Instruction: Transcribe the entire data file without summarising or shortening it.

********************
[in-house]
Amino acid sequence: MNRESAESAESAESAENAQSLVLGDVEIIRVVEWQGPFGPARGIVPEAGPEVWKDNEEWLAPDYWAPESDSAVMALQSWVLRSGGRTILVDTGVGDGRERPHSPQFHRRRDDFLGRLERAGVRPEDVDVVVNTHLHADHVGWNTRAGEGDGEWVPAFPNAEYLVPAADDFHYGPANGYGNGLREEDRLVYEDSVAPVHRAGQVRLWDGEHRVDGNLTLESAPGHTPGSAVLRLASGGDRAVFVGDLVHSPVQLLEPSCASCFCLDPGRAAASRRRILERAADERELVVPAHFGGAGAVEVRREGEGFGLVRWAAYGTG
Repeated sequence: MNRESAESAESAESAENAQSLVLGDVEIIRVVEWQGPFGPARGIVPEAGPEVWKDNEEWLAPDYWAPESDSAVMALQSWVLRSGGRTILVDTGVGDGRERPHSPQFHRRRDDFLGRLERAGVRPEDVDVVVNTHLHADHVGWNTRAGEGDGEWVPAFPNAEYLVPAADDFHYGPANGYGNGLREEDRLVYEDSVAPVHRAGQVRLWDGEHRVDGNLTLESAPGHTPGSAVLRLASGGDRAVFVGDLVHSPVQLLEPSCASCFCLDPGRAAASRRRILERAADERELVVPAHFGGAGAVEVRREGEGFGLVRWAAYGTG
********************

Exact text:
[in-house]
Amino acid sequence: MNRESAESAESAESAENAQSLVLGDVEIIRVVEWQGPFGPARGIVPEAGPEVWKDNEEWLAPDYWAPESDSAVMALQSWVLRSGGRTILVDTGVGDGRERPHSPQFHRRRDDFLGRLERAGVRPEDVDVVVNTHLHADHVGWNTRAGEGDGEWVPAFPNAEYLVPAADDFHYGPANGYGNGLREEDRLVYEDSVAPVHRAGQVRLWDGEHRVDGNLTLESAPGHTPGSAVLRLASGGDRAVFVGDLVHSPVQLLEPSCASCFCLDPGRAAASRRRILERAADERELVVPAHFGGAGAVEVRREGEGFGLVRWAAYGTG
Repeated sequence: MNRESAESAESAESAENAQSLVLGDVEIIRVVEWQGPFGPARGIVPEAGPEVWKDNEEWLAPDYWAPESDSAVMALQSWVLRSGGRTILVDTGVGDGRERPHSPQFHRRRDDFLGRLERAGVRPEDVDVVVNTHLHADHVGWNTRAGEGDGEWVPAFPNAEYLVPAADDFHYGPANGYGNGLREEDRLVYEDSVAPVHRAGQVRLWDGEHRVDGNLTLESAPGHTPGSAVLRLASGGDRAVFVGDLVHSPVQLLEPSCASCFCLDPGRAAASRRRILERAADERELVVPAHFGGAGAVEVRREGEGFGLVRWAAYGTG